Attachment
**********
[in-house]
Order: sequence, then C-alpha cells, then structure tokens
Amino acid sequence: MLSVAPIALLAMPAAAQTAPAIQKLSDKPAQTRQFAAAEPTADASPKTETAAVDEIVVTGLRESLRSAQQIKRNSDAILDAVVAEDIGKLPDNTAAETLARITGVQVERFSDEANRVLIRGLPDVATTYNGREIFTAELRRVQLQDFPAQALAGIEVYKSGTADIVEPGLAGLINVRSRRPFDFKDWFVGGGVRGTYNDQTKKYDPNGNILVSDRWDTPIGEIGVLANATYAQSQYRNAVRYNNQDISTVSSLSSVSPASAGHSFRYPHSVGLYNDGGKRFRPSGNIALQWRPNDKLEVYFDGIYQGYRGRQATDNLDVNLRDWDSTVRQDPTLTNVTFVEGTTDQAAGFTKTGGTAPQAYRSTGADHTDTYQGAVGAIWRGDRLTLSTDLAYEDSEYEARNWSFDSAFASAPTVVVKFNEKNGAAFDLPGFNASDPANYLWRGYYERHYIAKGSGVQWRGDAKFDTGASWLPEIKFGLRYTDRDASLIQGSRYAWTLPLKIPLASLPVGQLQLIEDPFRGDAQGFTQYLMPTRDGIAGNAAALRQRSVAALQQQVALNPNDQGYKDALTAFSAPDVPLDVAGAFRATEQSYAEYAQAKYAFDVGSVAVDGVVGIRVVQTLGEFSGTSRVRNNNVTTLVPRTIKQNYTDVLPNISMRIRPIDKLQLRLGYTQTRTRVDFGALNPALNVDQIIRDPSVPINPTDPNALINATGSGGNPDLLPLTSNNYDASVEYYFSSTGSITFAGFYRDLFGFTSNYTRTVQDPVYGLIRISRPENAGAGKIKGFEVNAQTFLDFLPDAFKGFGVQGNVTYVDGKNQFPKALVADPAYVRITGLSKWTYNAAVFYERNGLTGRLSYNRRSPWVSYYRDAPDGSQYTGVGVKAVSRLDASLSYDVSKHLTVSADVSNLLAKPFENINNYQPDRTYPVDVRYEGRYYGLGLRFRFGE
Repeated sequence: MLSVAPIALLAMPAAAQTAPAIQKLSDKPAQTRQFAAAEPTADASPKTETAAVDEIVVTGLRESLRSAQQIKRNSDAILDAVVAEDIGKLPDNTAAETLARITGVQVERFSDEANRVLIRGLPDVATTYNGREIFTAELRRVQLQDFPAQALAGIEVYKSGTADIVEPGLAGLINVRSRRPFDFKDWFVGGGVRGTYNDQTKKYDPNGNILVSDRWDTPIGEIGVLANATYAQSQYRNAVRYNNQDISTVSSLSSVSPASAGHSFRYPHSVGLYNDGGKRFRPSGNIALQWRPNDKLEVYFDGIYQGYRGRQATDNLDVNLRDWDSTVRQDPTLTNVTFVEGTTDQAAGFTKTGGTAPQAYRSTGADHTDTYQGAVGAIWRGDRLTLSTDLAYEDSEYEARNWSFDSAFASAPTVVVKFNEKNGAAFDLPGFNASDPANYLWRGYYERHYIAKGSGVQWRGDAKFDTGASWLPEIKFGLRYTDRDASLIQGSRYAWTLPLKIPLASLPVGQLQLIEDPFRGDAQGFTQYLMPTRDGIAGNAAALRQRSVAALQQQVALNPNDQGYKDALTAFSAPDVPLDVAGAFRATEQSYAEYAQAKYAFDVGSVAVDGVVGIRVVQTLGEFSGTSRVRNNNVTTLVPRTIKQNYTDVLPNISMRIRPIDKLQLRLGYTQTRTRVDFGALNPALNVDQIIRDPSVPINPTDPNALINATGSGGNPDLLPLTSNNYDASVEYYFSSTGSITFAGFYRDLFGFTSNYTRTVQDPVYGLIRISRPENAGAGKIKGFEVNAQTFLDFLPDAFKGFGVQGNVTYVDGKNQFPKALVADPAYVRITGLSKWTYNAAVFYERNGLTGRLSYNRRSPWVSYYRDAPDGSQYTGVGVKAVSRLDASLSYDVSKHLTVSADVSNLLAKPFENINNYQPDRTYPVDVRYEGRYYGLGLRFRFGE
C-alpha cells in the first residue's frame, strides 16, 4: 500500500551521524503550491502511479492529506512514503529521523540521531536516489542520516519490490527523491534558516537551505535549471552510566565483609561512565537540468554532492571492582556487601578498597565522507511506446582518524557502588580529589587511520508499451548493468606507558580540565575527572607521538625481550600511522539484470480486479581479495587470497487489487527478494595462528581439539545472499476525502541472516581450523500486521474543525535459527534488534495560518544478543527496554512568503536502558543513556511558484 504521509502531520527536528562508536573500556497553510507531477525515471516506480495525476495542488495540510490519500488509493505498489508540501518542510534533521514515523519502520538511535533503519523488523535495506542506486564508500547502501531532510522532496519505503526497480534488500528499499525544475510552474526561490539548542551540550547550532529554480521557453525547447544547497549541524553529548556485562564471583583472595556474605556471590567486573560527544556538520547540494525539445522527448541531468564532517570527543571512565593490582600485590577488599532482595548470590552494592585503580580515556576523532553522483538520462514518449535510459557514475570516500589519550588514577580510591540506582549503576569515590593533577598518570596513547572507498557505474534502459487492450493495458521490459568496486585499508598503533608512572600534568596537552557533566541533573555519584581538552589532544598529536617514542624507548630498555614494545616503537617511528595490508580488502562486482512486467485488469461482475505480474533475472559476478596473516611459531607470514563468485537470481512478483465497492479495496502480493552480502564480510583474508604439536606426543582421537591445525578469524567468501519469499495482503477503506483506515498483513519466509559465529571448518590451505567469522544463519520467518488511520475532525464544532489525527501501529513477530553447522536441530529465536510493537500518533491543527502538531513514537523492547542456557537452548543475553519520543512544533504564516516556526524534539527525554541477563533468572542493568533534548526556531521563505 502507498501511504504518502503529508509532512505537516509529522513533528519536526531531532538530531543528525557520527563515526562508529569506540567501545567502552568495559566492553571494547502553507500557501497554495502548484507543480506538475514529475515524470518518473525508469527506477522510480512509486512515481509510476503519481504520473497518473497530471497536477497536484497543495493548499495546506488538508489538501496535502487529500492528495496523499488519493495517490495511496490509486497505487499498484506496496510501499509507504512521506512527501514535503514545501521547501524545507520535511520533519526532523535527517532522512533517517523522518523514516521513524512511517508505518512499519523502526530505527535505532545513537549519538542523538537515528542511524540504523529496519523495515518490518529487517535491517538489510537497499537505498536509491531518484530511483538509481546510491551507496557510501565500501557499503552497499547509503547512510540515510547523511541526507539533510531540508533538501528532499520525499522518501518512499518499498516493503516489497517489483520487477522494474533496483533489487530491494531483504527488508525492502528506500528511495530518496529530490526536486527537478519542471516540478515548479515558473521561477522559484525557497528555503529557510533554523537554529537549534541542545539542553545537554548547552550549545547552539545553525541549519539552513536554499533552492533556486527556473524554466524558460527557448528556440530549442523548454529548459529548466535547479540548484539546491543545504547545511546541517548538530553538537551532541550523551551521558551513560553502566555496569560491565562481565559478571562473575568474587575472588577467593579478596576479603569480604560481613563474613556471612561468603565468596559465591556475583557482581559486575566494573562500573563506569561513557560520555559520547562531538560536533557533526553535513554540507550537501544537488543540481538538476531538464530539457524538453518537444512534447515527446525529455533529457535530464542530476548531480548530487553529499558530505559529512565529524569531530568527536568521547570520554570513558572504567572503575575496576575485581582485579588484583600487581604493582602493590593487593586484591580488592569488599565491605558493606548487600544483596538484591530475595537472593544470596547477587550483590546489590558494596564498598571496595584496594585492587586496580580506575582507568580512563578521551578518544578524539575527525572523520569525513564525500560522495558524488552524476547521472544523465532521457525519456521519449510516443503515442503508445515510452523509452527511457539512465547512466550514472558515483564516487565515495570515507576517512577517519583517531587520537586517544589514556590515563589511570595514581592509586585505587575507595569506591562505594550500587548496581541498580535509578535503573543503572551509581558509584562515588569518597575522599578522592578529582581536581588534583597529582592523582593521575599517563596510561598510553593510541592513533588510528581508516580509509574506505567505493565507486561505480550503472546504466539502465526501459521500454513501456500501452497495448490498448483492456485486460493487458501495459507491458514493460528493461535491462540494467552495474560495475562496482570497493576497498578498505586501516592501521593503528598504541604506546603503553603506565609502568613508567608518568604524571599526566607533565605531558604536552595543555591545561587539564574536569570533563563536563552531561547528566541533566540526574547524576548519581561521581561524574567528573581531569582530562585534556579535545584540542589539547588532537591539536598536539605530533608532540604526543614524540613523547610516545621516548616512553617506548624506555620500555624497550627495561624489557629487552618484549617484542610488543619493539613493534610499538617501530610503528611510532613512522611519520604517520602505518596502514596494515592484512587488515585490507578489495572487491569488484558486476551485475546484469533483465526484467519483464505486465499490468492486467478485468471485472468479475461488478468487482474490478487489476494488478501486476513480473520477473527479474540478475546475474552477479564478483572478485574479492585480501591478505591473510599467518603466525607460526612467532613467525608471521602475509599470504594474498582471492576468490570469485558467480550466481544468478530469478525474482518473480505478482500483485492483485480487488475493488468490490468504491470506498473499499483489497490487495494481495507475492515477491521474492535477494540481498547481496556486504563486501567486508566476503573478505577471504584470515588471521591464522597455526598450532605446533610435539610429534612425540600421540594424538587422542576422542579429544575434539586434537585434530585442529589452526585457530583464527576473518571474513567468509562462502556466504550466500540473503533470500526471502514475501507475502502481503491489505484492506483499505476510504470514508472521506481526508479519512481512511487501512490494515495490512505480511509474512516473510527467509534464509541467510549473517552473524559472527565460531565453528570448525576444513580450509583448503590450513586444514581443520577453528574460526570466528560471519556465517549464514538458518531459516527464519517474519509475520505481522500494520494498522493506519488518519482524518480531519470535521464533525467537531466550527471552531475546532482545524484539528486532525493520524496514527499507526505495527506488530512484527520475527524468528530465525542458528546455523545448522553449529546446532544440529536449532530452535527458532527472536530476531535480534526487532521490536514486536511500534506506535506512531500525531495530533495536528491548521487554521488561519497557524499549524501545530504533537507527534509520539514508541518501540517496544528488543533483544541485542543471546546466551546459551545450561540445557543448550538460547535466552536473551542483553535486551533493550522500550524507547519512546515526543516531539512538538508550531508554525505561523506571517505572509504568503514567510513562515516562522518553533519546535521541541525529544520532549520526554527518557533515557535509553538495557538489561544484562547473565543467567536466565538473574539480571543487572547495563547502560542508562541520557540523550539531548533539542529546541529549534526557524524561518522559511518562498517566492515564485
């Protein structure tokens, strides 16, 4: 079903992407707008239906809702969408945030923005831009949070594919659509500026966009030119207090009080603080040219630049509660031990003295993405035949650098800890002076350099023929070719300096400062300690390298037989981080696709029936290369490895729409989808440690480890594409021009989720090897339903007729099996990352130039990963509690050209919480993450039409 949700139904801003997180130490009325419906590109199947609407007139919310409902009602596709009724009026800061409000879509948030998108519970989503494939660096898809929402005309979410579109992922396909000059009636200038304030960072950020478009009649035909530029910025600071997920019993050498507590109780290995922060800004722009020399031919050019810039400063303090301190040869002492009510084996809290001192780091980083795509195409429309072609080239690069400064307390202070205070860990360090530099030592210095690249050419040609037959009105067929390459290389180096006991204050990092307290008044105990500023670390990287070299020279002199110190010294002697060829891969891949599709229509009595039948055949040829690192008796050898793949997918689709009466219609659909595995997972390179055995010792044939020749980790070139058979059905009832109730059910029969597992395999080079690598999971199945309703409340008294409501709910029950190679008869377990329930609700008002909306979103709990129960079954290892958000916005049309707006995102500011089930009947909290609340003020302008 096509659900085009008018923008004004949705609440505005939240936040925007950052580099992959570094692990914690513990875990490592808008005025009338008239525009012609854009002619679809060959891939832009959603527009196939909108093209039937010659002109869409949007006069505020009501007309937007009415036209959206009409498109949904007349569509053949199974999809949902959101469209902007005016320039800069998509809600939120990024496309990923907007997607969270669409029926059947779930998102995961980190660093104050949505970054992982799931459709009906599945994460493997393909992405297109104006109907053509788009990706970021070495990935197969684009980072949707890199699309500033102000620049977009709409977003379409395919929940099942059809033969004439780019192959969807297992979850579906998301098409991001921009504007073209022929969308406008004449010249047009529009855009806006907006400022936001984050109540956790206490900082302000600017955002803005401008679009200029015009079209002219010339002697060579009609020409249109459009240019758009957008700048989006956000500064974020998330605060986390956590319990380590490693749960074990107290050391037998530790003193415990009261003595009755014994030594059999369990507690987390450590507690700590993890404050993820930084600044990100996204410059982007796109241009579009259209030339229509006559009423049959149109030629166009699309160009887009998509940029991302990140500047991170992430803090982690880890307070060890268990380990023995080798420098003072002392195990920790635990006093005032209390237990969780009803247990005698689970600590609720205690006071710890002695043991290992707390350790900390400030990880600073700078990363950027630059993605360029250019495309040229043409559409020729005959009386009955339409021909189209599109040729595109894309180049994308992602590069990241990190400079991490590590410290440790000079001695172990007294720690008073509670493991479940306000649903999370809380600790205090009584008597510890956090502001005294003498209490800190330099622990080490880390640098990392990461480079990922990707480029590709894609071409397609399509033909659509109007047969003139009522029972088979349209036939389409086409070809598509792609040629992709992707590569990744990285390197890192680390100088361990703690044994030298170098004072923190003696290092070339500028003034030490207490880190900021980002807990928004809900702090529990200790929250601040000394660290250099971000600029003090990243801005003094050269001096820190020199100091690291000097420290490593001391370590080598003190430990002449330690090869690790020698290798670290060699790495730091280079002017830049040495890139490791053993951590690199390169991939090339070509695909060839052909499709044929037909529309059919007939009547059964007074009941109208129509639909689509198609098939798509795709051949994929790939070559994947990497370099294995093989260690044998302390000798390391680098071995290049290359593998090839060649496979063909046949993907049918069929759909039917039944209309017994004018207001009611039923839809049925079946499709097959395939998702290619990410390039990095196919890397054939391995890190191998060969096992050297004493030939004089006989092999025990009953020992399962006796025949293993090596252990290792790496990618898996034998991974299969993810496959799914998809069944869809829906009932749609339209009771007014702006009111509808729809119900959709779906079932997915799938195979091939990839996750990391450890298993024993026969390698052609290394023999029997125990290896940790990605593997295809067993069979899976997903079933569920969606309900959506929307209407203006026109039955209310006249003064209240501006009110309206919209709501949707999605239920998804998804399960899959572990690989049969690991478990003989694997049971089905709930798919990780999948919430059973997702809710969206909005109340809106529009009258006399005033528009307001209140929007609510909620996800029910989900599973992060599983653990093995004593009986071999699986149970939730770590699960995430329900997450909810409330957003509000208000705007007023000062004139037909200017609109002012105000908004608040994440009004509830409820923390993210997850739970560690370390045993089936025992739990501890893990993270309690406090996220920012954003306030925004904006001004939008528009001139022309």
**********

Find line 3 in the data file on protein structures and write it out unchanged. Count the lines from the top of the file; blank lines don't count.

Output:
Amino acid sequence: MLSVAPIALLAMPAAAQTAPAIQKLSDKPAQTRQFAAAEPTADASPKTETAAVDEIVVTGLRESLRSAQQIKRNSDAILDAVVAEDIGKLPDNTAAETLARITGVQVERFSDEANRVLIRGLPDVATTYNGREIFTAELRRVQLQDFPAQALAGIEVYKSGTADIVEPGLAGLINVRSRRPFDFKDWFVGGGVRGTYNDQTKKYDPNGNILVSDRWDTPIGEIGVLANATYAQSQYRNAVRYNNQDISTVSSLSSVSPASAGHSFRYPHSVGLYNDGGKRFRPSGNIALQWRPNDKLEVYFDGIYQGYRGRQATDNLDVNLRDWDSTVRQDPTLTNVTFVEGTTDQAAGFTKTGGTAPQAYRSTGADHTDTYQGAVGAIWRGDRLTLSTDLAYEDSEYEARNWSFDSAFASAPTVVVKFNEKNGAAFDLPGFNASDPANYLWRGYYERHYIAKGSGVQWRGDAKFDTGASWLPEIKFGLRYTDRDASLIQGSRYAWTLPLKIPLASLPVGQLQLIEDPFRGDAQGFTQYLMPTRDGIAGNAAALRQRSVAALQQQVALNPNDQGYKDALTAFSAPDVPLDVAGAFRATEQSYAEYAQAKYAFDVGSVAVDGVVGIRVVQTLGEFSGTSRVRNNNVTTLVPRTIKQNYTDVLPNISMRIRPIDKLQLRLGYTQTRTRVDFGALNPALNVDQIIRDPSVPINPTDPNALINATGSGGNPDLLPLTSNNYDASVEYYFSSTGSITFAGFYRDLFGFTSNYTRTVQDPVYGLIRISRPENAGAGKIKGFEVNAQTFLDFLPDAFKGFGVQGNVTYVDGKNQFPKALVADPAYVRITGLSKWTYNAAVFYERNGLTGRLSYNRRSPWVSYYRDAPDGSQYTGVGVKAVSRLDASLSYDVSKHLTVSADVSNLLAKPFENINNYQPDRTYPVDVRYEGRYYGLGLRFRFGE